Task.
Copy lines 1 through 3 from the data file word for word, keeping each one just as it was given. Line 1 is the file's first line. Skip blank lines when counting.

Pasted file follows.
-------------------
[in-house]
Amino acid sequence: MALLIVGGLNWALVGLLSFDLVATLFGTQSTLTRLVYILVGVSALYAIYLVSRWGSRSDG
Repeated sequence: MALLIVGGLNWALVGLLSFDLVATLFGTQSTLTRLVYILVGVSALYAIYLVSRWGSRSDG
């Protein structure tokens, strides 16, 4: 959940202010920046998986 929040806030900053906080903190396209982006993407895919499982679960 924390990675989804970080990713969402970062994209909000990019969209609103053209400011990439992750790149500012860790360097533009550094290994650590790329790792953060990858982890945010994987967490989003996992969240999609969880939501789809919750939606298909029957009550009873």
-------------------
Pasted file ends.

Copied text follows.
[in-house]
Amino acid sequence: MALLIVGGLNWALVGLLSFDLVATLFGTQSTLTRLVYILVGVSALYAIYLVSRWGSRSDG
Repeated sequence: MALLIVGGLNWALVGLLSFDLVATLFGTQSTLTRLVYILVGVSALYAIYLVSRWGSRSDG